Written by Penny Williams, Volunteer Writer
The gift shop shows the public face of the Seed Collectors’ activity — which displays a tower of seed packets and greeting cards. But as every VBGA volunteer knows, any Group’s public face depends on many hours of work behind the scenes.
Today’s Seed Collectors are true to the mandate first defined 40 years ago by Garden curator Roy Forster and volunteer Mary Palmore. They harvest, record, preserve, and sell seeds from Garden plants.
“We have a Tuesday team and a Sunday team,” explains Liz Gosselin, co-chair (with Verna Semotuk) of the latter. “Both teams collect and clean seeds; Sunday we also handle data entry, packaging, and order fulfillment.”
As always on Sunday, Heather Gillis weighs the clean seeds and records the information. (Though Liz has overall responsibility for the comprehensive database, other volunteers also enter data in specific areas.) Several team members are counting seeds into the packets that will allow Liz to meet online orders and Janet Hamilton to restock supplies in the gift shop. Jean Foster is there as well, adding more of the greeting cards that she creates with photos taken by various members of the Group, and for which she maintains inventory.
Seed Collectors currently meet in the Volunteer Lounge, their fourth location in ten years. It is to become their permanent location, and the Volunteer Engagement team is working to ensure that this arrangement meets their needs while considering the rest of our volunteer community as well.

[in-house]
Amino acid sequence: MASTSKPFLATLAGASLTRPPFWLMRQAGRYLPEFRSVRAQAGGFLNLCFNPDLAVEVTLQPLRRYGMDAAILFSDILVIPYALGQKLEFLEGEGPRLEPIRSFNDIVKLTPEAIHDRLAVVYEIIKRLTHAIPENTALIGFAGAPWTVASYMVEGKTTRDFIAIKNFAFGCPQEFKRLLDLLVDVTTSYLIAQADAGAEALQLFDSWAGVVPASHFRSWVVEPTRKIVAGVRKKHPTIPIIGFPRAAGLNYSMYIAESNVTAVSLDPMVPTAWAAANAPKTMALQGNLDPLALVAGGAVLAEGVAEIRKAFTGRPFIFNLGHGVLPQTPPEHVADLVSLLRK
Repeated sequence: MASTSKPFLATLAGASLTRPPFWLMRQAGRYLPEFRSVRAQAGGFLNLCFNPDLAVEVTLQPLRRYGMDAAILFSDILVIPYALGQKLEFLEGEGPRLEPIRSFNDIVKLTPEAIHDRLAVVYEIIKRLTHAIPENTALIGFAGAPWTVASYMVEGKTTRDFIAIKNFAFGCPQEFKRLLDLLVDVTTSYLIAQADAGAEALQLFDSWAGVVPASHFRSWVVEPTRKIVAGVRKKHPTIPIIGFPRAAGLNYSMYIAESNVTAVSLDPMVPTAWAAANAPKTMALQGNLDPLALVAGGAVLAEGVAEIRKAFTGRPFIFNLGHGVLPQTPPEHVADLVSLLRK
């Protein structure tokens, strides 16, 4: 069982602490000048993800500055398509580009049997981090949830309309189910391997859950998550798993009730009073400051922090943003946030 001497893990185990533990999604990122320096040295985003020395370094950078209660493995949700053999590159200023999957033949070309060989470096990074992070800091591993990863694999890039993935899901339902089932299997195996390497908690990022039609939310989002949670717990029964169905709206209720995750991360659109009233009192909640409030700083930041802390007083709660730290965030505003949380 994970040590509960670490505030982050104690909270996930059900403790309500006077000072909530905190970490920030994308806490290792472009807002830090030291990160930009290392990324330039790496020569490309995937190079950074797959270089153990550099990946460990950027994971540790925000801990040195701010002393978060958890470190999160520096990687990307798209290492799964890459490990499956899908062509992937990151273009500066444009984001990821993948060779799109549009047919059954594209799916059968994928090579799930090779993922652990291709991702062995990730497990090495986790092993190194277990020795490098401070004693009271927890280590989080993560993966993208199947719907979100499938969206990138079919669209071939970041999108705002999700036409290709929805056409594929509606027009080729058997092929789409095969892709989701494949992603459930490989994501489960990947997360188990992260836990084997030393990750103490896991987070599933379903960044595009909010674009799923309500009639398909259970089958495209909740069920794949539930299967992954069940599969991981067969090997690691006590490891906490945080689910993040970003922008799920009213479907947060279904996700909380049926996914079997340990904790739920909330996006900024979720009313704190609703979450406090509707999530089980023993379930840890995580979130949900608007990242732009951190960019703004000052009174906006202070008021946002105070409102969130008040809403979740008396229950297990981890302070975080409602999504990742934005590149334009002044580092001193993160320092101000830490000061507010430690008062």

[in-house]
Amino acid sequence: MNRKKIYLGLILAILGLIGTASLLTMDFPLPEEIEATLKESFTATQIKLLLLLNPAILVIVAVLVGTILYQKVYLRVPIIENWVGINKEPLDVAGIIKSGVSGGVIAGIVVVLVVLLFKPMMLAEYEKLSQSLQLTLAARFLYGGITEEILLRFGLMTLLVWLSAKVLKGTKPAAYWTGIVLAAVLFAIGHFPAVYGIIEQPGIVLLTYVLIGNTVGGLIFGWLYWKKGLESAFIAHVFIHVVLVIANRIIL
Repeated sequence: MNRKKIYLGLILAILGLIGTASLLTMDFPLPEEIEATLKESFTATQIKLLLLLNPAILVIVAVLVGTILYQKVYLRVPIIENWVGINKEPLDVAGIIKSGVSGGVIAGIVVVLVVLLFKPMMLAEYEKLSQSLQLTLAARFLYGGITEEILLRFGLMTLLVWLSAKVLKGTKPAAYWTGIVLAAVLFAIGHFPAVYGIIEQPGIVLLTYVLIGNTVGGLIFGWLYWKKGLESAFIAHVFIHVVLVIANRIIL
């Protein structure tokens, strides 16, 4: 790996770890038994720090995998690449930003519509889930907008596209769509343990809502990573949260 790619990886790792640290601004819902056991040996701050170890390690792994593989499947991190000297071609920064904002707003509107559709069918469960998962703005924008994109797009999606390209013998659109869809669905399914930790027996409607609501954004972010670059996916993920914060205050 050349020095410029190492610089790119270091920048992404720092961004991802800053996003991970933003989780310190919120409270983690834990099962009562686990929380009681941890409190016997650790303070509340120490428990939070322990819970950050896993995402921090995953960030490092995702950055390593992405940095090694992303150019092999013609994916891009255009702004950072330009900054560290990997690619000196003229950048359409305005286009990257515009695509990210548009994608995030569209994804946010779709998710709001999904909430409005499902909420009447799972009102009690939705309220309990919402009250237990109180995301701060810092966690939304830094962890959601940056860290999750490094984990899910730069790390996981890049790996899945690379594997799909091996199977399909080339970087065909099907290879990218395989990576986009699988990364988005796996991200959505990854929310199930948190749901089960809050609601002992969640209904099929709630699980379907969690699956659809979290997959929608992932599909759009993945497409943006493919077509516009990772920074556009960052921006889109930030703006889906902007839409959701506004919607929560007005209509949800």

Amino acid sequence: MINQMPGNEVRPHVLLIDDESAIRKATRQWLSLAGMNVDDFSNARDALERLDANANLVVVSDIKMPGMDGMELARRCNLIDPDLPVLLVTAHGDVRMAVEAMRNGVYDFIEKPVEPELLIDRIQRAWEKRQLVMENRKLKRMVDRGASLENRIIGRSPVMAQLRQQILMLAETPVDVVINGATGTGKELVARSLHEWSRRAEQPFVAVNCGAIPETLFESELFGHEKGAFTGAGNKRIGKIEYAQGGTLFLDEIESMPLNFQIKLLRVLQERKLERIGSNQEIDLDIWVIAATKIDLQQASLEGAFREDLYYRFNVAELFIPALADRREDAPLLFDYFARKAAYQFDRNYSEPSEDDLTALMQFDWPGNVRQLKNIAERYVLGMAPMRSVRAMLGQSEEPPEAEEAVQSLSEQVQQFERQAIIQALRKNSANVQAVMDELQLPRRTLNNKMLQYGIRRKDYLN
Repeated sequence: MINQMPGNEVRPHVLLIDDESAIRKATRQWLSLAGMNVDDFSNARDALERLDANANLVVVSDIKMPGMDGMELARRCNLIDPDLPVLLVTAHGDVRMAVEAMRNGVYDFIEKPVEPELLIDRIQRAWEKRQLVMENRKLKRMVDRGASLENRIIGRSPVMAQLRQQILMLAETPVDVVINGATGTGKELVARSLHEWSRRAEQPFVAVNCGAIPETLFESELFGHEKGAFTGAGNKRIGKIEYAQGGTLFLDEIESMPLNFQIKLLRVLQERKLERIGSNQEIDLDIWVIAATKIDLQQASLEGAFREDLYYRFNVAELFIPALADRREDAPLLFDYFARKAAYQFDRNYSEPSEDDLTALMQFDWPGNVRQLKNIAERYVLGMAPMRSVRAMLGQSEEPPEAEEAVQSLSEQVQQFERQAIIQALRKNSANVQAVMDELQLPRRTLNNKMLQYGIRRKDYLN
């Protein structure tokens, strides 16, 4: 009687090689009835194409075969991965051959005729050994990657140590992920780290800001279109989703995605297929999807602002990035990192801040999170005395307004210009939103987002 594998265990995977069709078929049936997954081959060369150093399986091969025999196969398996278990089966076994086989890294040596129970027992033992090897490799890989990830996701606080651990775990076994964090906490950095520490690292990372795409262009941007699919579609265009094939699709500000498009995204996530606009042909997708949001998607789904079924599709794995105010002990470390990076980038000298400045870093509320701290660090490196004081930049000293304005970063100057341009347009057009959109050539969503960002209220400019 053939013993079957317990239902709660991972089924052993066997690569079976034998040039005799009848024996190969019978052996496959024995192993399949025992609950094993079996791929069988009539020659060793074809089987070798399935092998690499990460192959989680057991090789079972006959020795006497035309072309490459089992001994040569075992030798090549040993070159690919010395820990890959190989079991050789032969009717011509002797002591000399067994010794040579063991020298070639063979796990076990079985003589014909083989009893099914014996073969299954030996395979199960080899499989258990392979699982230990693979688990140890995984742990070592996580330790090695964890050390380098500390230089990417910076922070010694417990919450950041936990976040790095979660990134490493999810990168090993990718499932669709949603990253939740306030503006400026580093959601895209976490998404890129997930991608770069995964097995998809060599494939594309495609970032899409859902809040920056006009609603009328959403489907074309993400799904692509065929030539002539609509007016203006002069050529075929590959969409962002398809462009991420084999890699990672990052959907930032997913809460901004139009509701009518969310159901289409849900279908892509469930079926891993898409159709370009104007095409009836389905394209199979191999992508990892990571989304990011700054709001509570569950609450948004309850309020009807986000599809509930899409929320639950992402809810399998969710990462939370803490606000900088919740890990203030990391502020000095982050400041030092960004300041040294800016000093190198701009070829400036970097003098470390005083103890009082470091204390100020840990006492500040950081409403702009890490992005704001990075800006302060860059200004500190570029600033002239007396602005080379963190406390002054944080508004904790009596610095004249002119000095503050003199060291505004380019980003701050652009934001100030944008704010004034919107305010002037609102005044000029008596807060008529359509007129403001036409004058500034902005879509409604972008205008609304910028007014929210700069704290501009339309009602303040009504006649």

Along with this workspace challenge, the Group has been handling a COVID-pause challenge. They are still playing catch-up with seed inventory, the result of a year and a half of doing no collecting at all.
Then again, challenges are part of life. The Group meets them with pride in their 40-year history and the collective strength of their membership — Master Gardeners among them, and an impressive number with a decade-plus of service. They’re all there because they love what they do, and they know it matters. Seed collection, preservation, and research are essential to the plant legacy role of VanDusen. It is a botanical garden, not a show garden.
In addition, says Verna as Liz nods agreement, “Our seed packages and greeting cards promote and raise money for the Garden — $10,000 in 2022. Like other volunteers, any time we’re in the Garden visitors approach us and we help educate and engage them. And… we’re very fond of each other!”